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  • Dome insulation

    I am using CSR Bradford Fibertex 650 ceramic blanket for the insulation of my dome. It is 50 mm (2 inch) thick. When I completed the dome, I found that the original bag of insulation was not quite enough to cover the dome, so I had to order and extra one. Since getting the last bag, they have made changes to the manufacturing and the new one is wider and longer with foil backing, so now I have lots of blanket.

    I was thinking that I will now have enough to do 2 layers of blanket -meaning an insulating layer of 100mm(4inch). The newer over the older held with wire & chicken mesh

    If I go this path, do I still put a thin layer of vermiculite/cement over this before the render of the dome? Or do I just render over the blanket? I probably wont have a lot of room at the base of the dome to the edge of the hearth slab to go too thick on top of the blanket.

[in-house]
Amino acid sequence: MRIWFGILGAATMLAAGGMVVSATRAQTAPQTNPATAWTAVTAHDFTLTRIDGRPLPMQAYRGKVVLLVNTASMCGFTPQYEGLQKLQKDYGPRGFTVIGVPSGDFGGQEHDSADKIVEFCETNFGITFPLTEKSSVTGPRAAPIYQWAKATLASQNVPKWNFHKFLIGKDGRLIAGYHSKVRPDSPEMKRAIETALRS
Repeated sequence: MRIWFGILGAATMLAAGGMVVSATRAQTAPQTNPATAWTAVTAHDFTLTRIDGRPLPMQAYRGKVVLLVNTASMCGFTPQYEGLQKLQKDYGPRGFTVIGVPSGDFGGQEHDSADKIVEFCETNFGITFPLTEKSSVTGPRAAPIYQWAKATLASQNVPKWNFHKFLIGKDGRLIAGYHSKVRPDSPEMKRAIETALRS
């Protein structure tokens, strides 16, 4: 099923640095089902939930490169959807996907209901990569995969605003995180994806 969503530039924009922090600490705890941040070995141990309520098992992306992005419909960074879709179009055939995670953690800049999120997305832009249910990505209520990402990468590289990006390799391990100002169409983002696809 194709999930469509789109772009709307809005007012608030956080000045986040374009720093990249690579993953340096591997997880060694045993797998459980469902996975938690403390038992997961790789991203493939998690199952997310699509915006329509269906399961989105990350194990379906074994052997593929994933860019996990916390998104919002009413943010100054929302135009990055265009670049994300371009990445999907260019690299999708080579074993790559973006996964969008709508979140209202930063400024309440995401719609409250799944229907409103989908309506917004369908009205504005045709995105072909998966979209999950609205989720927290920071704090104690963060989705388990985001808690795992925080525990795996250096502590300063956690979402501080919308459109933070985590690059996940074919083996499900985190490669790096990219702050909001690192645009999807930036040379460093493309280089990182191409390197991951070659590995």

The dome will be exposed to weather. I would rather over engineer than go back and redo later.

    I have used the waiting time for the blanket to cure my oven. Post to follow.

    Cheers

    Craig
    "All I ask is the chance to prove that money can't make me happy"

    Spike Milligan

    "It is only impossible if you stop and think about it"
    The Pirate Captain

  • #2
    Re: Dome insulation

    If you have 4 inches of blanket you do not need the vermiculite layer. If you have the room it obviously wouldn't hurt. As always stated, more is better...
    Check out my pictures here:
    http://www.fornobravo.com/forum/f8/les-build-4207.html

    If at first you don't succeed... Skydiving isn't for you.

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    • #3
      Re: Dome insulation